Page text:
H.C. Michelle Byrd and Sheng Lin-Gibson
Matrix-assisted laser desorption/ionization time of flight mass spectrometry (MALDI-TOF MS) generally uses metal salts to cationize synthetic polymers, such as polystyrene. However, reduced analyte signal often results from complications during the metal ionization processes in the gas phase including competition between the analyte and matrix for cationization, self-clustering of the metal salts, and clustering of metal salts with matrix. One approach to increase the polymer ion signal is to apply more aggressive laser power; however, this may result in fragmentation of the polymer leading to molecular mass distribution (MMD) unrepresentative of the true distribution. Our laboratory has developed a covalent cationization method in which a phosphonium or an ammonium salt is covalently attached to one of the chain ends. This will assure singly charged analytes and the competition associated with metal ionization will be eliminated. Better spectra can be generated since the undesirable background noise can also be reduced. Furthermore, polymers, such as polyolefins, that cannot be cationized using traditional metal approach can be cationized using covalent cationization to produce successful MALDI spectra.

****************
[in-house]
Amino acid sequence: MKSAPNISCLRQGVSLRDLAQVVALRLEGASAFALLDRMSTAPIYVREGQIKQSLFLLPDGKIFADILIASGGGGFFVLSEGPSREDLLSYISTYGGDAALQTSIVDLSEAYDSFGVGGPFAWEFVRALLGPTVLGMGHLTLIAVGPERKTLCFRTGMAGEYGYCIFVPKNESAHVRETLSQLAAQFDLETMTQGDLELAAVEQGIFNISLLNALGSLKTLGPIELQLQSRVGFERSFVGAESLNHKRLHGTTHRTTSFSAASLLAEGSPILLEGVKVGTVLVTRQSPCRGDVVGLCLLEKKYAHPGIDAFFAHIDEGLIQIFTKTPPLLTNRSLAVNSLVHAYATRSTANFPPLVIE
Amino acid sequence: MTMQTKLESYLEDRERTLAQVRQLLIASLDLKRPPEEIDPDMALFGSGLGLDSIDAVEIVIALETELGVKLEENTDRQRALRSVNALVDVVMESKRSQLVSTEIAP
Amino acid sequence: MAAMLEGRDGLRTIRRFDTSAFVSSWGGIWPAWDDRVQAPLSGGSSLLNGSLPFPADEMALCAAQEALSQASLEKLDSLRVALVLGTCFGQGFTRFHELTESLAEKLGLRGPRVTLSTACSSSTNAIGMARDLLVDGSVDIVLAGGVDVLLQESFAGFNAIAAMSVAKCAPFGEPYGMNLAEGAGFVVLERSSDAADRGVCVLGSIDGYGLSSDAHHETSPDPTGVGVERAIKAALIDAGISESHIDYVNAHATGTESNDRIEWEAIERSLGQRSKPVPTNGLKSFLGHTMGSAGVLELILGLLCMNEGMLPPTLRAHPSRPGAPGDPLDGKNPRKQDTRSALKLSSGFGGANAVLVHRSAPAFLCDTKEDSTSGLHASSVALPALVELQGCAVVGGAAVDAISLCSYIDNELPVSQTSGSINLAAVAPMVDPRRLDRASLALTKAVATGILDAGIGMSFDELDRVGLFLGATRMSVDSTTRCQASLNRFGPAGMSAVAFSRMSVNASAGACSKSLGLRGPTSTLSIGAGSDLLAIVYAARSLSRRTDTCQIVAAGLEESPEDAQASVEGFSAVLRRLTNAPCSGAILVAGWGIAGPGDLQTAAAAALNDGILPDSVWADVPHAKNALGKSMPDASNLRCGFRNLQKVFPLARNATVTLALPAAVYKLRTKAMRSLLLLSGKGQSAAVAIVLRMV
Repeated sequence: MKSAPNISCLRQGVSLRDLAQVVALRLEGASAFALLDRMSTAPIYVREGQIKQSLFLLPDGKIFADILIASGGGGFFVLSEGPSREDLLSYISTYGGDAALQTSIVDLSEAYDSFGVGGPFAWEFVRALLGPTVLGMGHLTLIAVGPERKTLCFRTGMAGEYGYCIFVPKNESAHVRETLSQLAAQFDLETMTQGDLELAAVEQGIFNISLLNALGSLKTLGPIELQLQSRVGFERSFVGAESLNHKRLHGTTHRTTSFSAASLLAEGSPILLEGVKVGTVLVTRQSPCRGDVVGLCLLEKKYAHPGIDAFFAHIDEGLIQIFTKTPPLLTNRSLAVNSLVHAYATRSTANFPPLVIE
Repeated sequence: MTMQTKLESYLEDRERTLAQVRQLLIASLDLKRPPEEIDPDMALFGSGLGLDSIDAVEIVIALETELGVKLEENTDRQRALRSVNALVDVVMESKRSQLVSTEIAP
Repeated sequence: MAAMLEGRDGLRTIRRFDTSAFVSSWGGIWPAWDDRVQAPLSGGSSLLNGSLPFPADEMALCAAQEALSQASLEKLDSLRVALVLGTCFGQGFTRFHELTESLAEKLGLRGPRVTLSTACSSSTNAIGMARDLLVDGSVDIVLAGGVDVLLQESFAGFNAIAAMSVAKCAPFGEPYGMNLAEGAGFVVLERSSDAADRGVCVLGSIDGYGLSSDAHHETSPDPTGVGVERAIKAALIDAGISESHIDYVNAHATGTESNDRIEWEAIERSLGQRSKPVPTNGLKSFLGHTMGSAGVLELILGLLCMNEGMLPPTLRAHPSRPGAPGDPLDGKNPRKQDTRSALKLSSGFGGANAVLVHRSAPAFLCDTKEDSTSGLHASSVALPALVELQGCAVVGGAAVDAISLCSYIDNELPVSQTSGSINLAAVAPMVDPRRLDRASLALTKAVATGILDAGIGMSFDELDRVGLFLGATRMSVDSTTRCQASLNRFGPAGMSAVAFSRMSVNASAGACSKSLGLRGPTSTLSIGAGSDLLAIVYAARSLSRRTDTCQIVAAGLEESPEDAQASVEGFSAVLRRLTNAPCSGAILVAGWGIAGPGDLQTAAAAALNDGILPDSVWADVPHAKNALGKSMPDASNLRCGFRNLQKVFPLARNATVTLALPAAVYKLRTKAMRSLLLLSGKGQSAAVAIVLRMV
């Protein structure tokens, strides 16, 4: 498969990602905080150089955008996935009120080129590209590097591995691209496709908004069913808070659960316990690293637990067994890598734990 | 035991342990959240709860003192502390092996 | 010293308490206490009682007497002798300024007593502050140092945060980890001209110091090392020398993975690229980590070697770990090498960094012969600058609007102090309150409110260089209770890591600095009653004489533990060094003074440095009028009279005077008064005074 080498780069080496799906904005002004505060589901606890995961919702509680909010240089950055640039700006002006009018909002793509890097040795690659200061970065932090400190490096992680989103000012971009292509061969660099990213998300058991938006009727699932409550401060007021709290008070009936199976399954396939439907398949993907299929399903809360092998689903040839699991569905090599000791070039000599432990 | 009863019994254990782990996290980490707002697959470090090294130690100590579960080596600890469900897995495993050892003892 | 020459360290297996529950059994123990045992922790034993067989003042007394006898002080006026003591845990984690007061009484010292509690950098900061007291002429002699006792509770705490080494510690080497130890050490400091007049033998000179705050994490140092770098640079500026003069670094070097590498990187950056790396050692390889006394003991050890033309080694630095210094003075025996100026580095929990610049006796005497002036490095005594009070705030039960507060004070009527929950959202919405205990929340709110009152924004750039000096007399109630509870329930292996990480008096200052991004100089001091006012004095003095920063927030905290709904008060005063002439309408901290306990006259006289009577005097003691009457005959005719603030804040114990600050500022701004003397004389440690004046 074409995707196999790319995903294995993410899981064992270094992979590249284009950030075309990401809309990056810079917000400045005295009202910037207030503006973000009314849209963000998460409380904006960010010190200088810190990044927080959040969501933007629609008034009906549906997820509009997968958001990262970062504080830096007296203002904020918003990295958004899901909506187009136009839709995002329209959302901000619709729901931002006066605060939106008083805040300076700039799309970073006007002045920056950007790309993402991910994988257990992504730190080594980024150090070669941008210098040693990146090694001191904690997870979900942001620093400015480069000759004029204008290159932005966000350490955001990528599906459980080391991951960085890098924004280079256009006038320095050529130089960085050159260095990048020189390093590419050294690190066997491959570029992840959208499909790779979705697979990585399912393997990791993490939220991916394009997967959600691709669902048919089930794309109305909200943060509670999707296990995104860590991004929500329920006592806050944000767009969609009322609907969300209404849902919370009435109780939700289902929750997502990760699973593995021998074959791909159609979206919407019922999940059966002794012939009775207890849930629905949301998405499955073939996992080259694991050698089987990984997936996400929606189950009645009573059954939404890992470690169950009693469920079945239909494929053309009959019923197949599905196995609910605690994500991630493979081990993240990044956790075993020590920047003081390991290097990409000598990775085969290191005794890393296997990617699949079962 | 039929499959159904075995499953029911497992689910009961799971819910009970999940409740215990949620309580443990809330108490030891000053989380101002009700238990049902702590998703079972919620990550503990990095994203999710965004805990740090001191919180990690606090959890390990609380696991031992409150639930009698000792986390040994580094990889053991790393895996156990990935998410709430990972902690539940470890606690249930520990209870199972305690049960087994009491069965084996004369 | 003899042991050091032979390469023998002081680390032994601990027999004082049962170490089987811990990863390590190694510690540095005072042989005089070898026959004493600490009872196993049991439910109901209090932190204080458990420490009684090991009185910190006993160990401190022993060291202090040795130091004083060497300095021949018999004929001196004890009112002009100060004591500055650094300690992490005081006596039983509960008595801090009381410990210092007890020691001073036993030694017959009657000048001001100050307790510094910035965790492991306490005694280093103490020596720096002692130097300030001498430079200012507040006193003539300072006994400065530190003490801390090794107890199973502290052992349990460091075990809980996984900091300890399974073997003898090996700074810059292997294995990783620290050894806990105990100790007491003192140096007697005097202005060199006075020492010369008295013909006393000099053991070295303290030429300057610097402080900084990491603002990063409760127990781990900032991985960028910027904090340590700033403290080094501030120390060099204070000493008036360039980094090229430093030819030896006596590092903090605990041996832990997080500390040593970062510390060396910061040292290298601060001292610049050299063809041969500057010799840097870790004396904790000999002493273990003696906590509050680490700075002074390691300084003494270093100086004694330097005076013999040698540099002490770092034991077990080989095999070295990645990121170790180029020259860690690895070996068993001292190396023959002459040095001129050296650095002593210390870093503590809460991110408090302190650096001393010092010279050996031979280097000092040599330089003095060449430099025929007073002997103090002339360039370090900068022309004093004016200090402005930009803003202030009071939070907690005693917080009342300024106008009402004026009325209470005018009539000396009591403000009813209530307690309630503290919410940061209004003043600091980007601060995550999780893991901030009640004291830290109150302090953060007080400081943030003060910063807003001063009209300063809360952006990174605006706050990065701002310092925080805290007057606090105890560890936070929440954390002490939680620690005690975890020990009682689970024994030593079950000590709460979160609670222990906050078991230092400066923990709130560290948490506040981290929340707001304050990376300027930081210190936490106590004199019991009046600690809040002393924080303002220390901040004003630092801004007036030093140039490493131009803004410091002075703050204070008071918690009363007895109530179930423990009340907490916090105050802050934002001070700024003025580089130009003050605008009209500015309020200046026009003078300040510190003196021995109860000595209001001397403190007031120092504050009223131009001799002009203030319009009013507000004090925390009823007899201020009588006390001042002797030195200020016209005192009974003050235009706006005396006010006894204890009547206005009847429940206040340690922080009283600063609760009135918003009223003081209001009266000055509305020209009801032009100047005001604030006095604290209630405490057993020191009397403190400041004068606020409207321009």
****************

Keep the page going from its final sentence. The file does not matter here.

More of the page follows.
We demonstrate the covalent cationization method used to characterize polyolefins and polystyrenes. Furthermore, a comparison between covalent cationization method and traditional metal cationization for polybutadiene and polystyrene is made to gain a better understanding of the mechanisms that govern the desorption/ionization processes.